I’ve got a lot of sympathy for those who are protesting in New York because they consider The Death of Klinghoffer to be an opera which distorts politics and history, and find its depiction of Leon Klinghoffer exploitative. People should of course be free to express such views about the Met’s production. Here’s Rudy Giuliani:
“The Met, and those who decide to go see this production, have every right to do so, and it would be hypocritical and anti-American for us to interfere with that and to stop that,” he said at the rally. “They have that right. But we also have a right, just as strong and just as compelling, to point out the historical inaccuracy and the historical damage this contributed to.”
But some want to go further than this and have the opera cancelled completely. (The plans for a simulcast were cancelled earlier this year.) According to the New York Times there have been threats against opera officials as well as online harassment of performers. Yesterday evening the opening night was disrupted by audience members who had to be ushered out – one was arrested.
Although disruption, rather than violence, was the order of the day, this was a disturbing perspective:
Jeffrey S. Wiesenfeld, who was the rally’s master of ceremonies, said he did not expect protesters to react inappropriately. “But you can’t be responsible when the Metropolitan Opera advocates terrorism and incites violence — you can’t know what will happen,” he said. “And anything that happens, that has besmirched this Metropolitan Opera, and besmirched Lincoln Center, is to be laid at the foot of Peter Gelb.”
The opera is rather subtler than Wiesenfeld suggests – and different people will take different things from it. Here’s a reminder of what Alex Ross, commenting on my 2012 post, thought about a performance he saw:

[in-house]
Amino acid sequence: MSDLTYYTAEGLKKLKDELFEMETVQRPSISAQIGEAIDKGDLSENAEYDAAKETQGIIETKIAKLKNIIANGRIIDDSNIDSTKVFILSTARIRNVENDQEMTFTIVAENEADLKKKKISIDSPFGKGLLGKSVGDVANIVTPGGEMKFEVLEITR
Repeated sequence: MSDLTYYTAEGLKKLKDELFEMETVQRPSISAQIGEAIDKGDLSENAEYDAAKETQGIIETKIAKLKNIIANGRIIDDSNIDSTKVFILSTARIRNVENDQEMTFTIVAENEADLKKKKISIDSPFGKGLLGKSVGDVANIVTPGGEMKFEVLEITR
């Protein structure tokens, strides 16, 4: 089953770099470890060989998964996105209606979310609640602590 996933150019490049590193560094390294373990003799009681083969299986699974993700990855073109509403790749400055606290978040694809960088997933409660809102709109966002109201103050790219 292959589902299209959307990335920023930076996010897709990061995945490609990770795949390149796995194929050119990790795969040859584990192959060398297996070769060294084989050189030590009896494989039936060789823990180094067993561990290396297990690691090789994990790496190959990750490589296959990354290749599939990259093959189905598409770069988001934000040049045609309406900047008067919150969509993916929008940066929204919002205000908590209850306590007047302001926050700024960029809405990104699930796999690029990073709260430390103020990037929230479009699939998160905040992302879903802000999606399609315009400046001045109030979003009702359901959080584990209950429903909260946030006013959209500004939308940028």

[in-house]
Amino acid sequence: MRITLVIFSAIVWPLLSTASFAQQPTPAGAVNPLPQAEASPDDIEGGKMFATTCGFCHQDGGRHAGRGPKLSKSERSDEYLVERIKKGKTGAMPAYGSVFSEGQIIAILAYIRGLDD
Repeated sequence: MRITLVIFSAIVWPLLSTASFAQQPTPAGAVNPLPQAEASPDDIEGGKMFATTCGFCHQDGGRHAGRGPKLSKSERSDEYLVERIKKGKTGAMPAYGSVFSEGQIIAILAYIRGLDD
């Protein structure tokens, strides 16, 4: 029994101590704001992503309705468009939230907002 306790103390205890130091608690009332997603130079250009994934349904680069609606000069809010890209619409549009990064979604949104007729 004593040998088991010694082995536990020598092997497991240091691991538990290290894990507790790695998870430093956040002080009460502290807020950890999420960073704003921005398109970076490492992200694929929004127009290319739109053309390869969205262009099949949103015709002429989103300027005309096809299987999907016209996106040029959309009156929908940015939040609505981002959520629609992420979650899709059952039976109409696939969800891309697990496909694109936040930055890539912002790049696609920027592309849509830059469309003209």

My personal response to the Palestinian choruses is that they are rather abstract and vulgar. They are espousing a brutal and manufactured mythology – not anything worthy of deep human empathy. Compare this, for example, to the very down-to-earth and humane portrayal of the Klinghoffers – Leon joking that he “should have worn a hat”, prior to his imminent execution, always reduces me to tears. They don’t necessarily get the most etheral music but they have a sense of simple dignity.
This, for me, is the point of the opera. Pompous ideologies set against areal person killed by thugs and the tragic aftermath of his murder.
The New York Times juxtaposes two opposed perspectives:
One protester at the rally, Hilary Barr, 55, a pediatric nurse from Westchester County, said she believed the opera made excuses for terrorism. “By putting this on a stage in the middle of Manhattan, the message is, ‘Go out, murder someone, be a terrorist and we’ll write a play about you,’ ” she said.
Some people held a counterdemonstration. James Saslow, 66, a professor of theater history at Queens College, had a sign: “A work of art about a subject is not a work in favor of that subject.”
Although Barr’s point is rather crude and over the top, Saslow’s placard completely fails to engage with people’s objections to the opera. No one is saying that a work of art must endorse anything it depicts. But it may do. In fact Klinghoffer cannot be described as a work ‘in favour of’ terrorism – but it is still morally and politically problematic, perhaps all the more so for being subtler than many of its critics are suggesting. But, particularly given America’s commitment to freedom of speech, trying to get the production cancelled doesn’t seem right.
Here’s a review of last night’s performance.